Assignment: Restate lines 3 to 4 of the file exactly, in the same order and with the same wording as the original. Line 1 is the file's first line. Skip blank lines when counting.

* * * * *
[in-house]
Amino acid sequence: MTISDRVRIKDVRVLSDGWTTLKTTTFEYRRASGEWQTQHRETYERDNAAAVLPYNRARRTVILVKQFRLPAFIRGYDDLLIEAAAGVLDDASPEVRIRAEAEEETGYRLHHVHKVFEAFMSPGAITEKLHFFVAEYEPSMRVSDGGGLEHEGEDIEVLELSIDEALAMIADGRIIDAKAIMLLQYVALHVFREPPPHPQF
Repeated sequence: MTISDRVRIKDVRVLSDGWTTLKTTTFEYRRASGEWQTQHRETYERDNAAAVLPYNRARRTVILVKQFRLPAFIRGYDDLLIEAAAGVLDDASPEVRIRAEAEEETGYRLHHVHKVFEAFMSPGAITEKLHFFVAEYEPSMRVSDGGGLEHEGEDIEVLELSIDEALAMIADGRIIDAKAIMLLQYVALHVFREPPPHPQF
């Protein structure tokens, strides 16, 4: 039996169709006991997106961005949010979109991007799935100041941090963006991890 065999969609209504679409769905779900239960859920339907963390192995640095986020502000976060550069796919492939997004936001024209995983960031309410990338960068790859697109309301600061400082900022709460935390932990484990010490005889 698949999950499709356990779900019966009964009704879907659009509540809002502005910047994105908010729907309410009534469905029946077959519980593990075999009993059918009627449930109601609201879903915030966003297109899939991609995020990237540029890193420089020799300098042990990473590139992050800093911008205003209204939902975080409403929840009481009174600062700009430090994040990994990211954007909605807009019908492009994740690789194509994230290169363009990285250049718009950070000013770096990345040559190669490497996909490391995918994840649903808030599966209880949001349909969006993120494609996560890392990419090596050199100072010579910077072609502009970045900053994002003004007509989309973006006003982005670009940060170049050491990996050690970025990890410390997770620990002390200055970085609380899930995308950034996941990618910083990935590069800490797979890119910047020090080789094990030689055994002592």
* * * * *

Repeated sequence: MTISDRVRIKDVRVLSDGWTTLKTTTFEYRRASGEWQTQHRETYERDNAAAVLPYNRARRTVILVKQFRLPAFIRGYDDLLIEAAAGVLDDASPEVRIRAEAEEETGYRLHHVHKVFEAFMSPGAITEKLHFFVAEYEPSMRVSDGGGLEHEGEDIEVLELSIDEALAMIADGRIIDAKAIMLLQYVALHVFREPPPHPQF
């Protein structure tokens, strides 16, 4: 039996169709006991997106961005949010979109991007799935100041941090963006991890 065999969609209504679409769905779900239960859920339907963390192995640095986020502000976060550069796919492939997004936001024209995983960031309410990338960068790859697109309301600061400082900022709460935390932990484990010490005889 698949999950499709356990779900019966009964009704879907659009509540809002502005910047994105908010729907309410009534469905029946077959519980593990075999009993059918009627449930109601609201879903915030966003297109899939991609995020990237540029890193420089020799300098042990990473590139992050800093911008205003209204939902975080409403929840009481009174600062700009430090994040990994990211954007909605807009019908492009994740690789194509994230290169363009990285250049718009950070000013770096990345040559190669490497996909490391995918994840649903808030599966209880949001349909969006993120494609996560890392990419090596050199100072010579910077072609502009970045900053994002003004007509989309973006006003982005670009940060170049050491990996050690970025990890410390997770620990002390200055970085609380899930995308950034996941990618910083990935590069800490797979890119910047020090080789094990030689055994002592």